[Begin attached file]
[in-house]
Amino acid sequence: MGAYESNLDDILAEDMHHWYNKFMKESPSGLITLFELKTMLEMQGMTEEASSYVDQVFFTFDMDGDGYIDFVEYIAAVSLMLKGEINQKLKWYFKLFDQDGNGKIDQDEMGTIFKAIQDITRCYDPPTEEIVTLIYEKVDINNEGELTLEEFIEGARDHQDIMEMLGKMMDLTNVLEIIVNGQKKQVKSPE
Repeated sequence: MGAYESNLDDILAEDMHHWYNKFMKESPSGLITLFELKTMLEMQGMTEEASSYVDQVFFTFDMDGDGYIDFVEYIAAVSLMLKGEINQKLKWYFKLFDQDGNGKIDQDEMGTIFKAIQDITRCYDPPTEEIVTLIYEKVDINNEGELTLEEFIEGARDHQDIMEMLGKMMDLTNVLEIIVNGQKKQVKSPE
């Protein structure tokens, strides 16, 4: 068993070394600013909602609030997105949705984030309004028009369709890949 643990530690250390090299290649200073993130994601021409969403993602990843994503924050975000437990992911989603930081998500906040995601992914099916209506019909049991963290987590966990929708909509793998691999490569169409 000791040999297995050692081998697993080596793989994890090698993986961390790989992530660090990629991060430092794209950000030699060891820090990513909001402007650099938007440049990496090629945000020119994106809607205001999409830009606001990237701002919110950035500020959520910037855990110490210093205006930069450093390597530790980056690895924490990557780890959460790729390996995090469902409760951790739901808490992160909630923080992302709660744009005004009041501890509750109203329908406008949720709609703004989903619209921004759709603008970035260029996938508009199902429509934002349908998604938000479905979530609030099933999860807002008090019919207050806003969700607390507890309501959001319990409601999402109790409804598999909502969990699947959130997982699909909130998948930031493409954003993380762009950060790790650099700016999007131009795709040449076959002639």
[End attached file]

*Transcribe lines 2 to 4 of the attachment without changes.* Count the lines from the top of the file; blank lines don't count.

Amino acid sequence: MGAYESNLDDILAEDMHHWYNKFMKESPSGLITLFELKTMLEMQGMTEEASSYVDQVFFTFDMDGDGYIDFVEYIAAVSLMLKGEINQKLKWYFKLFDQDGNGKIDQDEMGTIFKAIQDITRCYDPPTEEIVTLIYEKVDINNEGELTLEEFIEGARDHQDIMEMLGKMMDLTNVLEIIVNGQKKQVKSPE
Repeated sequence: MGAYESNLDDILAEDMHHWYNKFMKESPSGLITLFELKTMLEMQGMTEEASSYVDQVFFTFDMDGDGYIDFVEYIAAVSLMLKGEINQKLKWYFKLFDQDGNGKIDQDEMGTIFKAIQDITRCYDPPTEEIVTLIYEKVDINNEGELTLEEFIEGARDHQDIMEMLGKMMDLTNVLEIIVNGQKKQVKSPE
């Protein structure tokens, strides 16, 4: 068993070394600013909602609030997105949705984030309004028009369709890949 643990530690250390090299290649200073993130994601021409969403993602990843994503924050975000437990992911989603930081998500906040995601992914099916209506019909049991963290987590966990929708909509793998691999490569169409 000791040999297995050692081998697993080596793989994890090698993986961390790989992530660090990629991060430092794209950000030699060891820090990513909001402007650099938007440049990496090629945000020119994106809607205001999409830009606001990237701002919110950035500020959520910037855990110490210093205006930069450093390597530790980056690895924490990557780890959460790729390996995090469902409760951790739901808490992160909630923080992302709660744009005004009041501890509750109203329908406008949720709609703004989903619209921004759709603008970035260029996938508009199902429509934002349908998604938000479905979530609030099933999860807002008090019919207050806003969700607390507890309501959001319990409601999402109790409804598999909502969990699947959130997982699909909130998948930031493409954003993380762009950060790790650099700016999007131009795709040449076959002639």